The Department of Energy's watchdog has fleshed out more details on its investigation into intense lobbying for the contract to operate Sandia National Laboratories.
Yesterday, the department's inspector general released a revised special inquiry report with fewer redactions in response to an appeal under the Freedom of Information Act. The new document is still heavy with white out but does show more of who was helping Sandia as well as who they were trying to influence on Capitol Hill and the Obama administration.
Sandia Corp. -- a subsidiary of Lockheed Martin Corp. and the DOE contractor running the New Mexico-based labs -- used three of its consultants beginning in 2009 to provide advice and guidance in developing its contract renewal strategy.
With its latest contract extension set to expire in 2012, the company wanted the department to re-up the agreement without competition. Sandia's contract, estimated to be worth $2.4 billion a year, was last extended in March 2014 for another two years, when DOE plans to open it up for competitive bids.
The document released yesterday sheds new light on the contractor's advocacy effort for renewing its agreement.
The IG's revised report identifies a new member of Sandia's trio of consultants: Everet Beckner, a former deputy administrator of the National Nuclear Security Administration and onetime Lockheed Martin executive. Former Rep. Heather Wilson (R-N.M.) was already identified in the previous report, which was released in July this year (Greenwire, July 6). The third consultant, a former NNSA site office official, remains unnamed by the IG.
Beckner's consulting agreement with Sandia had a ceiling price of $25,000, the lowest of the three advisers, according to the DOE watchdog.
His work for Sandia involved "(solely) using historical knowledge to assist with [management and operating] contract renewal strategies," according to his contract's statement of work. Beckner told the IG that he only remembered having two meetings with Sandia personnel and his job was to guide them on NNSA priorities if the contract came up for competition again.
"I was involved in a very minor role when Sandia organized a small group to come up with some ideas for the upcoming rebid for the contract," Becker told Greenwire.
"I was not doing anything else other than helping strategize on what was good and what was bad about Sandia's performance and how it could be perceived from the outside."
Further, the former deputy NNSA chief emphasized that he wasn't involved in any lobbying scheme for Sandia.
"I had absolutely nothing to do with lobbying Washington," Beckner said.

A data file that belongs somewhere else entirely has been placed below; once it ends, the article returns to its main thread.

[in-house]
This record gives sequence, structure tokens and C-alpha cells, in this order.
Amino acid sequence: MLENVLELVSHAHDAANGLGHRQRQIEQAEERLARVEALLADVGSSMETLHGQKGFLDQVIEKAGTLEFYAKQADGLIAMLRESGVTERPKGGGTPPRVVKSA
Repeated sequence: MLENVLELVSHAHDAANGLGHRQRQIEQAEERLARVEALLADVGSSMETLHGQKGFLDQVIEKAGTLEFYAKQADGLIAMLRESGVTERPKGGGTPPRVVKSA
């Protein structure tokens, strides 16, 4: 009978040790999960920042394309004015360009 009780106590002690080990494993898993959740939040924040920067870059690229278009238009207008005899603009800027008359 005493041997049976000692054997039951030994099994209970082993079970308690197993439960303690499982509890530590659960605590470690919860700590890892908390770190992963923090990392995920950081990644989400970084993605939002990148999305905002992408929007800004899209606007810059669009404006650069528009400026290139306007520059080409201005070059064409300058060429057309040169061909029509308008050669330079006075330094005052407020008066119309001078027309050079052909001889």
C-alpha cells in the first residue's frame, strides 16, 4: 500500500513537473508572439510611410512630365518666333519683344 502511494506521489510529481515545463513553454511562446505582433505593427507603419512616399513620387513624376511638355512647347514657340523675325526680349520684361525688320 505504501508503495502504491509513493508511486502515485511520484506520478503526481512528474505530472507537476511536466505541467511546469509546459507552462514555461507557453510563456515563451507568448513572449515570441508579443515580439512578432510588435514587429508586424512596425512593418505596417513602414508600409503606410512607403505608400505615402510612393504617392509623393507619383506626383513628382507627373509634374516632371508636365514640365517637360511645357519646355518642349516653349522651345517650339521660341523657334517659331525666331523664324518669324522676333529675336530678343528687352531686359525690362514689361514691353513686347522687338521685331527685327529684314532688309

'Did I tell you that I met with both Bingaman and Heinrich on this issue?'
The IG's revised report also provides new details on whom the contractor was trying to win over as it sought a new agreement.
Wilson provided several suggestions to Sandia to help with renewing its contract -- much of it centered on trying to influence then-Energy Secretary Steven Chu.
"Meet with Pete Domenici [former U.S. senator from New Mexico] to seek his advice on strategy and request his help in getting Bennett ... and [Jeff] Bingaman [former U.S. senator from New Mexico] and their colleagues to be assertive with the Department" was one of the former congresswoman's recommendations, according to the IG. "Bennett" refers to Sen. Michael Bennet (D-Colo.).
In addition, Wilson suggested meeting with Bill Richardson, then the governor of New Mexico, "and get him to call Chu or Rahm Emanuel [former White House chief of staff] and assert the State's desire to keep the Lockheed Martin/Sandia Team in place and extend the contract."
Wilson also said that Beckner and Linton Brooks, a former NNSA administrator, should be contacted for advice regarding influencing the nuclear agency.
Congress, especially New Mexico's lawmakers, were also a target of Sandia's lobbying.
"Did I tell you that I met with both Bingaman and Heinrich on this issue?" read one Sandia email in January 2011 dug up by the IG. "Heinrich" refers to Sen. Martin Heinrich (D-N.M.), who was then a member of the House.
The issue in question was articulated in a Sandia point paper that said, "We do not believe that the best strategy for the Department is to compete the Sandia contract in 2012," according to the IG.
In 2009, Wilson also asked whether then-Rep. Henry Waxman (D-Calif.) "thought highly" of Lockheed Martin's management of the Sandia labs "and whether Senator Bingaman would weigh in and make a call to the then Secretary Chu," according to the IG's report.
Officials with Sandia also tried to win over Thomas D'Agostino, then the NNSA administrator, beginning in 2009.
One person's notes on the NNSA chief said he "had easy access to Secretary Chu and Mr. Dan Poneman in the Department front office and Mr. D'Agostino has no problem interfacing with Congress and committees on the matter of a Sandia contract extension," according to the IG report.
Poneman was then DOE's deputy secretary.
The contractor's lobbying campaign ultimately landed it in hot water with federal authorities.
In August, the Department of Justice announced that Sandia agreed to pay nearly $4.8 million to resolve the charges that it used federal money to lobby the government to extend the labs' contract (Greenwire, Aug. 24).
Reporter Hannah Northey contributed.
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